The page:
Reply to  BB85

Not really.
1. Leonardo is working with Sweden to equip Gripen with AESA. I have read that this will be the smae radar mounted on Kuwait Typhoons
2. Germany announced it was going to fully develop and equip its own radar with Hensoldt as the contractor. Spain then joined them for their Typhoons who will replace their F18.
3. The UK is still not clear (time, contractor etc…), and this latest announcement doesn’t say much.
It seems there are 3 different versions of AESA for Typhoon. Although this article mentions a common euro solution, which raises more questions than answers.

expat
expat
2 months ago
Reply to  Lordtemplar

Would agree, Germany is now building its capability and with Spain is now developing its own solution ground up. For 2 reasons, Germany has seen defence as good way to boost it economy post Covid 19 and also because they need capability to contribute the the French/German FCAS program. Defence is the best way to ensure investments stay within your country if you’re part of the EU.

Spyinthesky
Spyinthesky
2 months ago
Reply to  expat

This brings back the old story actually which I read recently that led up to the design that resulted in the Typhoon. Germany nearly dropped out and ended up delaying things not for the last time because it wanted its own radar solution. Meantime Britain and Italy not sure about Spain wanted the British (Feranti I believe) radar which is now the basis of the Leonado efforts today. It was always intended to develop and evolve into the AESA version as I mention above 10 plus years ago, but the current version was deemed good enough to delay that and… Read more »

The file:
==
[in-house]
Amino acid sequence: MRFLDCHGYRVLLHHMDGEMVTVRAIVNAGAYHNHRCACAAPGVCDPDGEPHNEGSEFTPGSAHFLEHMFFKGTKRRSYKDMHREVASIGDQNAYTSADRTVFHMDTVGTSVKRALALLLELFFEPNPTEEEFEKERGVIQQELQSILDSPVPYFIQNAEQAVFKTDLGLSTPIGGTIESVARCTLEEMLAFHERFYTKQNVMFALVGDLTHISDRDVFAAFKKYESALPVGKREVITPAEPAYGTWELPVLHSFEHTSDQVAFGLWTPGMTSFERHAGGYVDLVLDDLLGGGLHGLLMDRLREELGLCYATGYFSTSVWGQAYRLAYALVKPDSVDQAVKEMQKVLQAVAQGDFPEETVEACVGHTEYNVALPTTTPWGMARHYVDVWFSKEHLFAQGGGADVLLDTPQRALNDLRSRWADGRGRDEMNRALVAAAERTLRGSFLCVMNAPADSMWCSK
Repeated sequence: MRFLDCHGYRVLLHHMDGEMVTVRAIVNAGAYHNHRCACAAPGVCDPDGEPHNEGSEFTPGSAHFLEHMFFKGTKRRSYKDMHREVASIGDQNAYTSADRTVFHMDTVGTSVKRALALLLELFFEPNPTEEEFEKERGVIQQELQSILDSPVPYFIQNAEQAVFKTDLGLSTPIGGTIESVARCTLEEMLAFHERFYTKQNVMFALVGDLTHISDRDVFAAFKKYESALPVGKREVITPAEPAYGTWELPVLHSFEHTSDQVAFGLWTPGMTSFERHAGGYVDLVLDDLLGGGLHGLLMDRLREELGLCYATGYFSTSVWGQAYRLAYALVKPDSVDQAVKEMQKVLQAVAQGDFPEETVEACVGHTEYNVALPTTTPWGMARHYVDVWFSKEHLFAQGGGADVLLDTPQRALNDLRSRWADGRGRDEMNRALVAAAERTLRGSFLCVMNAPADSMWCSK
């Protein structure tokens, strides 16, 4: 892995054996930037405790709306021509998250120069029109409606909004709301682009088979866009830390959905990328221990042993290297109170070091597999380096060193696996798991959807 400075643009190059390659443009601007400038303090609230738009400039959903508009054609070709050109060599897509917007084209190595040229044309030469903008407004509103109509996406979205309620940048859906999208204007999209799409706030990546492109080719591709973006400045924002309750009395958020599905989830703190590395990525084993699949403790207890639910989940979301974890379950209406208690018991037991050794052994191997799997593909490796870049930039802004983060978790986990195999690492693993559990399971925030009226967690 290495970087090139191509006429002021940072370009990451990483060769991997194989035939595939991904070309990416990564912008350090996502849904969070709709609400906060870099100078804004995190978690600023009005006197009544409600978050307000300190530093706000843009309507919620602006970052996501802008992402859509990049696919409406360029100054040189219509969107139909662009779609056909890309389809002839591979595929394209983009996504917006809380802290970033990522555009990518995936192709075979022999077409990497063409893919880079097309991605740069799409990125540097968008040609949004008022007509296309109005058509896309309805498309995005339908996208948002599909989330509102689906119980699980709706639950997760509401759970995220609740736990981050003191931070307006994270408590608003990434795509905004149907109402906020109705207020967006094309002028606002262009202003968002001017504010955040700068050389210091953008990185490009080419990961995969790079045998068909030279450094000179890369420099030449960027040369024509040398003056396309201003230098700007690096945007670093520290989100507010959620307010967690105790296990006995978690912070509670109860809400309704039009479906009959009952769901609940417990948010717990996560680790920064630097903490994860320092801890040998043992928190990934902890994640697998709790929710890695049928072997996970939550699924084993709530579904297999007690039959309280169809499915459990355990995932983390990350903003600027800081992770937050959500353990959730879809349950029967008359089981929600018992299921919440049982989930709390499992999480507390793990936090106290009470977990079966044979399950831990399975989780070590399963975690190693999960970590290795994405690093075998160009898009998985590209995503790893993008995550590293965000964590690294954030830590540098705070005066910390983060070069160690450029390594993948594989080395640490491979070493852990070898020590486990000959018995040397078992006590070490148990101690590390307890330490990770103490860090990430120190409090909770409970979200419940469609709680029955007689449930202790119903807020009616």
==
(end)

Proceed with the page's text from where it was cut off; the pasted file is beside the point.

Jon Lake
Jon Lake
2 months ago
Reply to  expat

Wrong. The Hensoldt radar is a derivative of Mk 0 for Kuwait and Qatar. It is in no way new from the ground up.

WeeWill
WeeWill
2 months ago
Reply to  Lordtemplar

So basically the Rt Hon Jeremy Quin has not noticed the rest of Europe f*****g off in the other direction without him. Or he has and is ignoring it, giving a completely pointless answer anyway.

Jon Lake
Jon Lake
2 months ago
Reply to  WeeWill

Hardly. Two of four European partners have decided to adopt a minimum change version of the export AESA.

Jon Lake
Jon Lake
2 months ago
Reply to  Lordtemplar

Nope.

1) No commonality between Raven (Gripen E radar) and Radar 1+/Mk 0 for Kuwait/Qatar.

2) The new Hensoldt version of Captor-E will only be for existing German T2/3 and Spanish T3 Typhoons.

3) Radar 2 for the UK is in development and manufacture.

Daveyb
Daveyb
2 months ago
Reply to  Lordtemplar

Sorry, this is a long one….. The Typhoon’s original radar the Captor-M is designed and manufactured by a consortium (EuroRadar), just like the aircraft. Hensoldt, Indra, Finmeccanica and Selex. Subsequently, Finmeccanica and Selex have now been combined under Leonardo and Hensoldt comes under the EADs (Airbus) banner. Leonardo is the lead partner of the consortium. Indra and Hensoldt were originally making the gimbal and antenna. Hensoldt in particular have been the leader in developing the AESA transmitter/receiver modules (TRMs), whilst the Edinburgh based Selex ES were developing the processing. The Captor-M has had a multitude of software updates to enhance… Read more »